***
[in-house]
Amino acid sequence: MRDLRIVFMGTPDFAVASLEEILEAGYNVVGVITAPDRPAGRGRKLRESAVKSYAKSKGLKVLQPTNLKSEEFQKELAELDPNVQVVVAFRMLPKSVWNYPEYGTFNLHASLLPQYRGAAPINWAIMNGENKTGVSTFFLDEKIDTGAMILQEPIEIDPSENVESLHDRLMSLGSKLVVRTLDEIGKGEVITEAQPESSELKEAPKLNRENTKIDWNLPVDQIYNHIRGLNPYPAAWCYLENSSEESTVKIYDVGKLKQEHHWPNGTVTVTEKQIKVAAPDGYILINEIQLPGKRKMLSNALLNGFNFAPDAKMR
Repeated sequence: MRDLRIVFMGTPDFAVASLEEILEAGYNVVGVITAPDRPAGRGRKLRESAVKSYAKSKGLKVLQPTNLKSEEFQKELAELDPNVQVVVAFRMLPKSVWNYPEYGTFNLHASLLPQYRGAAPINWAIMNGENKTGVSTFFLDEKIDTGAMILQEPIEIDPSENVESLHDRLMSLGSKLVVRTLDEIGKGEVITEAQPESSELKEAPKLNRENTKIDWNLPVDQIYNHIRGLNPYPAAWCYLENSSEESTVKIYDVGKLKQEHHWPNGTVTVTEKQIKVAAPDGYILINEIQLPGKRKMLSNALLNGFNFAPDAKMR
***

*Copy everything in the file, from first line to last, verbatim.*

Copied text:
[in-house]
Amino acid sequence: MRDLRIVFMGTPDFAVASLEEILEAGYNVVGVITAPDRPAGRGRKLRESAVKSYAKSKGLKVLQPTNLKSEEFQKELAELDPNVQVVVAFRMLPKSVWNYPEYGTFNLHASLLPQYRGAAPINWAIMNGENKTGVSTFFLDEKIDTGAMILQEPIEIDPSENVESLHDRLMSLGSKLVVRTLDEIGKGEVITEAQPESSELKEAPKLNRENTKIDWNLPVDQIYNHIRGLNPYPAAWCYLENSSEESTVKIYDVGKLKQEHHWPNGTVTVTEKQIKVAAPDGYILINEIQLPGKRKMLSNALLNGFNFAPDAKMR
Repeated sequence: MRDLRIVFMGTPDFAVASLEEILEAGYNVVGVITAPDRPAGRGRKLRESAVKSYAKSKGLKVLQPTNLKSEEFQKELAELDPNVQVVVAFRMLPKSVWNYPEYGTFNLHASLLPQYRGAAPINWAIMNGENKTGVSTFFLDEKIDTGAMILQEPIEIDPSENVESLHDRLMSLGSKLVVRTLDEIGKGEVITEAQPESSELKEAPKLNRENTKIDWNLPVDQIYNHIRGLNPYPAAWCYLENSSEESTVKIYDVGKLKQEHHWPNGTVTVTEKQIKVAAPDGYILINEIQLPGKRKMLSNALLNGFNFAPDAKMR